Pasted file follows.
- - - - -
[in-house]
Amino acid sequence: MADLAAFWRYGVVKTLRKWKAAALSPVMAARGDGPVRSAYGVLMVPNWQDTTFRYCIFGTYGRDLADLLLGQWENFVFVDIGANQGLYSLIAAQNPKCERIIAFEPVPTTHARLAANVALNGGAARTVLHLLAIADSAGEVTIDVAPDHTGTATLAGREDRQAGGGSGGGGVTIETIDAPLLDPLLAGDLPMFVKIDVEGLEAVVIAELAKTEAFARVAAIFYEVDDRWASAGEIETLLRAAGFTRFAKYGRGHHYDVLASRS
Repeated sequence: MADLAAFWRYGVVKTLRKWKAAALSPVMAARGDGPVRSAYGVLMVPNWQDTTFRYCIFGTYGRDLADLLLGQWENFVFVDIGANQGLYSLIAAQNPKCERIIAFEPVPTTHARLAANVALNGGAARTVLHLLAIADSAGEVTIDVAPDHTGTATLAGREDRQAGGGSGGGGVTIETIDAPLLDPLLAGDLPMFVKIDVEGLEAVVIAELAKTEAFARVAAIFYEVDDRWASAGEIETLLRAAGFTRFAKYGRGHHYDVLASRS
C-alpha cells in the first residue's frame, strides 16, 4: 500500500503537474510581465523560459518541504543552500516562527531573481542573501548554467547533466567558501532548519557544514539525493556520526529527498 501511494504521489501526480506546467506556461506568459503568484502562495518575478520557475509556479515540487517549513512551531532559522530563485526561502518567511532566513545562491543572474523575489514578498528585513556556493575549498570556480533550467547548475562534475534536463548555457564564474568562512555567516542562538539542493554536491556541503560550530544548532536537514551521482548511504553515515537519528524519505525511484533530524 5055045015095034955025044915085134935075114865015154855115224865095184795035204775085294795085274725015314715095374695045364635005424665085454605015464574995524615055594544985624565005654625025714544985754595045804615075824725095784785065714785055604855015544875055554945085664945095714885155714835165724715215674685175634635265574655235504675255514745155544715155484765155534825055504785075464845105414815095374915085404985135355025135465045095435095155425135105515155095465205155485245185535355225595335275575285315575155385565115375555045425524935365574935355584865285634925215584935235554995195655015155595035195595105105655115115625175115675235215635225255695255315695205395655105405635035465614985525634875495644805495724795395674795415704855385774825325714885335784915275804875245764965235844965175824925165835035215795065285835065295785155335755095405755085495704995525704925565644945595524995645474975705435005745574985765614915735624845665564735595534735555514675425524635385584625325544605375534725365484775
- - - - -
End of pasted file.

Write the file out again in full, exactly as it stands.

[in-house]
Amino acid sequence: MADLAAFWRYGVVKTLRKWKAAALSPVMAARGDGPVRSAYGVLMVPNWQDTTFRYCIFGTYGRDLADLLLGQWENFVFVDIGANQGLYSLIAAQNPKCERIIAFEPVPTTHARLAANVALNGGAARTVLHLLAIADSAGEVTIDVAPDHTGTATLAGREDRQAGGGSGGGGVTIETIDAPLLDPLLAGDLPMFVKIDVEGLEAVVIAELAKTEAFARVAAIFYEVDDRWASAGEIETLLRAAGFTRFAKYGRGHHYDVLASRS
Repeated sequence: MADLAAFWRYGVVKTLRKWKAAALSPVMAARGDGPVRSAYGVLMVPNWQDTTFRYCIFGTYGRDLADLLLGQWENFVFVDIGANQGLYSLIAAQNPKCERIIAFEPVPTTHARLAANVALNGGAARTVLHLLAIADSAGEVTIDVAPDHTGTATLAGREDRQAGGGSGGGGVTIETIDAPLLDPLLAGDLPMFVKIDVEGLEAVVIAELAKTEAFARVAAIFYEVDDRWASAGEIETLLRAAGFTRFAKYGRGHHYDVLASRS
C-alpha cells in the first residue's frame, strides 16, 4: 500500500503537474510581465523560459518541504543552500516562527531573481542573501548554467547533466567558501532548519557544514539525493556520526529527498 501511494504521489501526480506546467506556461506568459503568484502562495518575478520557475509556479515540487517549513512551531532559522530563485526561502518567511532566513545562491543572474523575489514578498528585513556556493575549498570556480533550467547548475562534475534536463548555457564564474568562512555567516542562538539542493554536491556541503560550530544548532536537514551521482548511504553515515537519528524519505525511484533530524 5055045015095034955025044915085134935075114865015154855115224865095184795035204775085294795085274725015314715095374695045364635005424665085454605015464574995524615055594544985624565005654625025714544985754595045804615075824725095784785065714785055604855015544875055554945085664945095714885155714835165724715215674685175634635265574655235504675255514745155544715155484765155534825055504785075464845105414815095374915085404985135355025135465045095435095155425135105515155095465205155485245185535355225595335275575285315575155385565115375555045425524935365574935355584865285634925215584935235554995195655015155595035195595105105655115115625175115675235215635225255695255315695205395655105405635035465614985525634875495644805495724795395674795415704855385774825325714885335784915275804875245764965235844965175824925165835035215795065285835065295785155335755095405755085495704995525704925565644945595524995645474975705435005745574985765614915735624845665564735595534735555514675425524635385584625325544605375534725365484775